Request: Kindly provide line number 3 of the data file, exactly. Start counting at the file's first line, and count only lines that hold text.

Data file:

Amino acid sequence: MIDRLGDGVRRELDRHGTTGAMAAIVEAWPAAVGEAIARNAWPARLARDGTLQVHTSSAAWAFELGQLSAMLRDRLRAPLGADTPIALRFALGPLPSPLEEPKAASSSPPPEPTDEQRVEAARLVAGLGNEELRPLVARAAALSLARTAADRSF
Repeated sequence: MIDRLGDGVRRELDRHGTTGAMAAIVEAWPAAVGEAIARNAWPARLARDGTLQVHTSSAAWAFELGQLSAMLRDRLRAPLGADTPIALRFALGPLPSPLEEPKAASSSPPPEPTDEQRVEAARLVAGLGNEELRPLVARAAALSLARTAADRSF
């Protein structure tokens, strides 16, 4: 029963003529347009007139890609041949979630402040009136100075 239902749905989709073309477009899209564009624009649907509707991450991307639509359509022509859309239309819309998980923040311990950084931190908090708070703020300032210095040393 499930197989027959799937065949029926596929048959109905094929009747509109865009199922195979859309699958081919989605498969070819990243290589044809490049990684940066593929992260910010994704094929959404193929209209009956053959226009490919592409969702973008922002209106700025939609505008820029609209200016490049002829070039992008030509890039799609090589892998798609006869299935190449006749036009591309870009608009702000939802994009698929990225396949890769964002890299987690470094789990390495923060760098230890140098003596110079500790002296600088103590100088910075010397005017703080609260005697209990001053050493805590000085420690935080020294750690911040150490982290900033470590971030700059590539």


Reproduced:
């Protein structure tokens, strides 16, 4: 029963003529347009007139890609041949979630402040009136100075 239902749905989709073309477009899209564009624009649907509707991450991307639509359509022509859309239309819309998980923040311990950084931190908090708070703020300032210095040393 499930197989027959799937065949029926596929048959109905094929009747509109865009199922195979859309699958081919989605498969070819990243290589044809490049990684940066593929992260910010994704094929959404193929209209009956053959226009490919592409969702973008922002209106700025939609505008820029609209200016490049002829070039992008030509890039799609090589892998798609006869299935190449006749036009591309870009608009702000939802994009698929990225396949890769964002890299987690470094789990390495923060760098230890140098003596110079500790002296600088103590100088910075010397005017703080609260005697209990001053050493805590000085420690935080020294750690911040150490982290900033470590971030700059590539």